- Pastors should involve volunteers or full-time staff members that are trained experts in information and communication technologies (ICTs) to help the pastors handle some areas that are too technical in their use of social media in pastoral care. Pastors can also engage social media managers that will help them manage their activities and ministries online. However, pastors should endeavour to be knowledgeable in some of these areas so that some secret information in pastoral care will not be inadvertently disclosed to a third party.
- Pastors should facilitate the teaching and enlightenment of their church members on how to use social media. Pastors may organize seminars, workshops, and training for their church members by inviting trained professionals in information and communication technologies (ICTs) to handle the enlightenments. Such enlightenments will be of great help to the pastors as well as they also will learn new things in the training. Such training will also make many members that are “e-illiterate or “e-semi-literate” people become “e-literate” people.
- Pastors should get good technological tools (like computer desktops and laptops, mobile phones, iPads, tablets) to explore the Internet and social media. Technological tools are evolving almost every day. Pastors should invest in acquiring these up-to-date tools and explore them in the use of social media.
- Pastors should be very careful in the ways they are using social media. The carefulness has to do with many things. One of those things is what pastors post on social media. Pastors are representatives of God in society. Pastors should not be carriers of fake and unverified information. What they post on social media must be true and edifying information.
- Another area of carefulness in the use of social media is the ability to keep secret and confidential issues. Pastors should not betray the confidence of their church members through social media. This is related to what is discussed above. Pastors should know the kinds of features of social media that they should use in divulging any information.
- Pastors should be mindful of using the auto-fill or suggested word feature in mobile phones, computers and other devices. This is necessary in order not to allow this auto-fill or suggested word feature to misrepresent their views as the auto-fill or suggested words may mean a different thing from what the pastors have in mind.
- As representatives of God among people, pastors should be sensitive to the leadership of the Holy Spirit in what kind of social media they will use, and how they will use the social media in pastoral care.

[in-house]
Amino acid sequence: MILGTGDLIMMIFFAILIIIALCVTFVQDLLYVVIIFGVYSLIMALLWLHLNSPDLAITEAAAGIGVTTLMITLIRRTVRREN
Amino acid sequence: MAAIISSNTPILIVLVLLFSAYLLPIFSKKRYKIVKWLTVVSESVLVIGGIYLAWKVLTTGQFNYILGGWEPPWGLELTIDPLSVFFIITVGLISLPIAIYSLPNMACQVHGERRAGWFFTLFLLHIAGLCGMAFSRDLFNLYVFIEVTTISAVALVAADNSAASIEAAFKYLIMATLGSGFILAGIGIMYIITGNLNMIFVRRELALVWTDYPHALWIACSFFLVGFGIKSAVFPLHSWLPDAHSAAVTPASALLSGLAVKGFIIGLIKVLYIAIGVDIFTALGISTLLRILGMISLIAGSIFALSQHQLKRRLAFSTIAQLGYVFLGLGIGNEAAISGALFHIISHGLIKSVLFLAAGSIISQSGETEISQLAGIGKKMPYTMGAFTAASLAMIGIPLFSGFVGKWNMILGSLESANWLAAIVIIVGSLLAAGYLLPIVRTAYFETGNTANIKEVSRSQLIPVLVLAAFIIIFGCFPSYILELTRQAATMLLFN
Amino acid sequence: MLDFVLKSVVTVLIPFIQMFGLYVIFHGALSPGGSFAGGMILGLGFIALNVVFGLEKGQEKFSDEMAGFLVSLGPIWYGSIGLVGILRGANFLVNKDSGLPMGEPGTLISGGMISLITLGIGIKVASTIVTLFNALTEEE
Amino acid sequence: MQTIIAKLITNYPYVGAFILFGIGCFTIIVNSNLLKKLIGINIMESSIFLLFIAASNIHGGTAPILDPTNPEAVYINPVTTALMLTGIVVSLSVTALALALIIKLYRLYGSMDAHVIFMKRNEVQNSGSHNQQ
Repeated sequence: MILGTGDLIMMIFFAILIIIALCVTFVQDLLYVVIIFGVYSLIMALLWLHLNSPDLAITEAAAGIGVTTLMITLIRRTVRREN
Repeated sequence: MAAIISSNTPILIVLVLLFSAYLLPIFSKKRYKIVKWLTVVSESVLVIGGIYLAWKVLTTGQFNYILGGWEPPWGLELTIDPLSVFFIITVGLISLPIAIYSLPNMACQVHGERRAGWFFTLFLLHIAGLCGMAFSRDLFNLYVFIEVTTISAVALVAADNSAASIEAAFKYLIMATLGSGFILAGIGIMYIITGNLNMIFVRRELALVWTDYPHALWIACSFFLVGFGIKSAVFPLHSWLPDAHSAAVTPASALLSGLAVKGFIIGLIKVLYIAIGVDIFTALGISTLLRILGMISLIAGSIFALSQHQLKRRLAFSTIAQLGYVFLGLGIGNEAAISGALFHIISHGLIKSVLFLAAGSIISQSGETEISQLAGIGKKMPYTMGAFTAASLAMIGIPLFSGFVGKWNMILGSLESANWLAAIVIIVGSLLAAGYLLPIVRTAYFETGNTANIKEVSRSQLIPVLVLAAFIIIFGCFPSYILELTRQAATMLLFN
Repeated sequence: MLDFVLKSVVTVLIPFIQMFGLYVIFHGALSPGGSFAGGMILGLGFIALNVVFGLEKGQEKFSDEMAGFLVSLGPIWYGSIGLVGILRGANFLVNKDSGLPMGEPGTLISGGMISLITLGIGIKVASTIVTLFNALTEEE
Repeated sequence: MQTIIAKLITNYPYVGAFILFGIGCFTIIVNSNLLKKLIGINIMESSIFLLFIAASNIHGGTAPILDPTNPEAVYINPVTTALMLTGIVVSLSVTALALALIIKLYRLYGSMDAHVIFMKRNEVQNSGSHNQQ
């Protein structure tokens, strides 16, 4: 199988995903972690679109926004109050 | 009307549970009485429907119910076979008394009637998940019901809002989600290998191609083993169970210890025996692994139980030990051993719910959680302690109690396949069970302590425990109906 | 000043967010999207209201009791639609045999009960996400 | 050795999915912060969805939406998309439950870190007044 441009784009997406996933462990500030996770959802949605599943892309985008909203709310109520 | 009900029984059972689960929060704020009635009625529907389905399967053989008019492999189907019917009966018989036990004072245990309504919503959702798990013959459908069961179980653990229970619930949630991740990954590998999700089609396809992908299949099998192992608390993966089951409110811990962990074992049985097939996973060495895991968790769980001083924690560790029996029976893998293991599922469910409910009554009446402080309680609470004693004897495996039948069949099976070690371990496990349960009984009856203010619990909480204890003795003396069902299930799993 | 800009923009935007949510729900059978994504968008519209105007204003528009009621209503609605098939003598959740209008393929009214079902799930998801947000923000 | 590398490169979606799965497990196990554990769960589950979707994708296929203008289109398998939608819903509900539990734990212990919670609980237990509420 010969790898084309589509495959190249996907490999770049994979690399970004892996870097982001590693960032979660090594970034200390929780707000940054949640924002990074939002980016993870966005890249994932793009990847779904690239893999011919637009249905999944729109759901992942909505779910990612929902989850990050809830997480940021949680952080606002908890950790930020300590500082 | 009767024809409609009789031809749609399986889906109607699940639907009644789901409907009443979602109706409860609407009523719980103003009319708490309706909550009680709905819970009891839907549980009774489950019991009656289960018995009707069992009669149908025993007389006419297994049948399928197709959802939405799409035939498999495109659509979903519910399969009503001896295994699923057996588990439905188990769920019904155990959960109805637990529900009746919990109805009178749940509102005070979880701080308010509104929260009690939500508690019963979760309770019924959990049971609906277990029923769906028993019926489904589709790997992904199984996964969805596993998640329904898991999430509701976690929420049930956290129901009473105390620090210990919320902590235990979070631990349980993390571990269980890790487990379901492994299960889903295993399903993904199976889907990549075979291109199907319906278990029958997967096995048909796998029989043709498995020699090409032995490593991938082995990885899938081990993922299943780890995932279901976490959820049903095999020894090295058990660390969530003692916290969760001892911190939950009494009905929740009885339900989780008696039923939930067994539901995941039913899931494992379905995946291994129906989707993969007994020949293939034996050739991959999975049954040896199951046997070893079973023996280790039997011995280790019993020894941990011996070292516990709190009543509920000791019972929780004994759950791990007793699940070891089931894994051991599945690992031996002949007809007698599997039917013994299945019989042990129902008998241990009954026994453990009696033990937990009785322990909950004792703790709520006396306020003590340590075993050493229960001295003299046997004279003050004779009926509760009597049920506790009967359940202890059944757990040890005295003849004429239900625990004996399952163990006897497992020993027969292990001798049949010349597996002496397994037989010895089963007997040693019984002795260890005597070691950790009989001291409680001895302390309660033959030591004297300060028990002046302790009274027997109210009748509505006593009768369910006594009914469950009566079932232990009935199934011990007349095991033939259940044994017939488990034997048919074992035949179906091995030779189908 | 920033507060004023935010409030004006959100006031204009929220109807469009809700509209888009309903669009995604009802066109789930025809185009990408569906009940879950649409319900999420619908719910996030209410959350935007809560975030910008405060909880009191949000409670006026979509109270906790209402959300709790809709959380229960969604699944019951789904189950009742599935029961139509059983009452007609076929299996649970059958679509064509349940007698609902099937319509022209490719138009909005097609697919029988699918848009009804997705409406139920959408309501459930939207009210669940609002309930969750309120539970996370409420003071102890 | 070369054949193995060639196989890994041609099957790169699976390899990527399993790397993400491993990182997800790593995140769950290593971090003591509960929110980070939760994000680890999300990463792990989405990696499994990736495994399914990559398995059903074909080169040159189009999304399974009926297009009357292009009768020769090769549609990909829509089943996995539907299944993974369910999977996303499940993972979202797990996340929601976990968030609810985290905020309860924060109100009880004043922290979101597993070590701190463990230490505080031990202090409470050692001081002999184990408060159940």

- As the global COVID-19 pandemic and the resultant lockdown and physical or social distancing have changed the ways many things are been done in the world in the last two years, pastors should think of alternative ways of doing things to meet up with the changing world. Social media is one of the suitable ways that can be explored in these possible alternative ways.
- The government should do its possible best to address the menace of erratic power supply by changing of old tools with new tested and of high quality ones. There should be proper and sufficient repairs of electrical power apparatuses. There should be stringent and instant action by anti-corruption agencies to curtail the problem of corruption and plundering of funds meant for power sector reform. The government should provide enabling environment in exploring other means of power generation like solar and nuclear power plants, training and re-training of staff of energy companies, prompt payment of salary and entitlement of staff of energy companies, formulation of policies and making of support systems for effective monitoring and regulation of energy companies by the concerned governmental agencies with proper follow-up. There should also be the provision of sufficient transformers to localities where such are needed to guard against congestion.
- The government and Internet service providers should make Internet access available and cheaper for people. This will encourage more people to have access to the Internet. Internet service providers should upgrade their services and make the Internet work more seamlessly.
- The government (especially the Nigerian government) should provide an enabling environment for the free use of social media by the populace. The recent total ban on Twitter in Nigeria and various attempts by the Nigerian government to regulate the use of social media are not encouraging the use of social media. Freedom of expression as entrenched in the Nigerian constitution should be upheld.
A New Theory of Pastoral Care through Social Media for Sustainable Development
Based on the findings of this research, this researcher is postulating a new theory he terms "Afolaranmi's Theory of Pastoral Care through Social Media for Sustainable Development." This theory is proving that pastorally caring for people through conscious use of social media will significantly promote sustainable development of the society. Figure 2 below gives a pictorial representation of the theory. However, other researchers can delve more into the relationship between the three themes – pastoral care, social media, and sustainable development – to substantiate or disprove this new promulgated theory.